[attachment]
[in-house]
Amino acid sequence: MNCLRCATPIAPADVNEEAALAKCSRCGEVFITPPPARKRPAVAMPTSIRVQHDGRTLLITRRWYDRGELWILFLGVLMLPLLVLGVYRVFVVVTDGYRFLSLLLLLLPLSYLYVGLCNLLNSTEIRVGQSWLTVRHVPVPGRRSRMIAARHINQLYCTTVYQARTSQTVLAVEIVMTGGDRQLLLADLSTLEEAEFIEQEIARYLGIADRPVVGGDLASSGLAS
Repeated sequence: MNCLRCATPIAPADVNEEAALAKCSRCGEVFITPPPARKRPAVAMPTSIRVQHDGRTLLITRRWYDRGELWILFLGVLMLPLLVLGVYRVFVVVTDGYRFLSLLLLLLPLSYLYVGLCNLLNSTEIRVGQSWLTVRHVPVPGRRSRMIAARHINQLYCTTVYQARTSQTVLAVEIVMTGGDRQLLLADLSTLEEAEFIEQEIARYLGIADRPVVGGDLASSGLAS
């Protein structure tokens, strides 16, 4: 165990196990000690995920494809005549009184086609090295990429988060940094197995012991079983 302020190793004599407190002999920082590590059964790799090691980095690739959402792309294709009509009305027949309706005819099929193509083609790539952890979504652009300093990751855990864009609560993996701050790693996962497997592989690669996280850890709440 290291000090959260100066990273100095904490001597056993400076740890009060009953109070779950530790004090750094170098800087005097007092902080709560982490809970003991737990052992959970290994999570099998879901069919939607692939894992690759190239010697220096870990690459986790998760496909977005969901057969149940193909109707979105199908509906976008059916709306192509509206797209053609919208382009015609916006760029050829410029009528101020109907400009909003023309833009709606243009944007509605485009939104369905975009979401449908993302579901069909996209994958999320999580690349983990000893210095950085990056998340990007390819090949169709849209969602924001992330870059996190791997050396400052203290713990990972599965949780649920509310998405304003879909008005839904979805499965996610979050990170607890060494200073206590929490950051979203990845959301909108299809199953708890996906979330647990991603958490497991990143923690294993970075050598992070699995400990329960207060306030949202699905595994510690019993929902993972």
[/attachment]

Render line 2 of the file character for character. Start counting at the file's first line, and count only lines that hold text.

Amino acid sequence: MNCLRCATPIAPADVNEEAALAKCSRCGEVFITPPPARKRPAVAMPTSIRVQHDGRTLLITRRWYDRGELWILFLGVLMLPLLVLGVYRVFVVVTDGYRFLSLLLLLLPLSYLYVGLCNLLNSTEIRVGQSWLTVRHVPVPGRRSRMIAARHINQLYCTTVYQARTSQTVLAVEIVMTGGDRQLLLADLSTLEEAEFIEQEIARYLGIADRPVVGGDLASSGLAS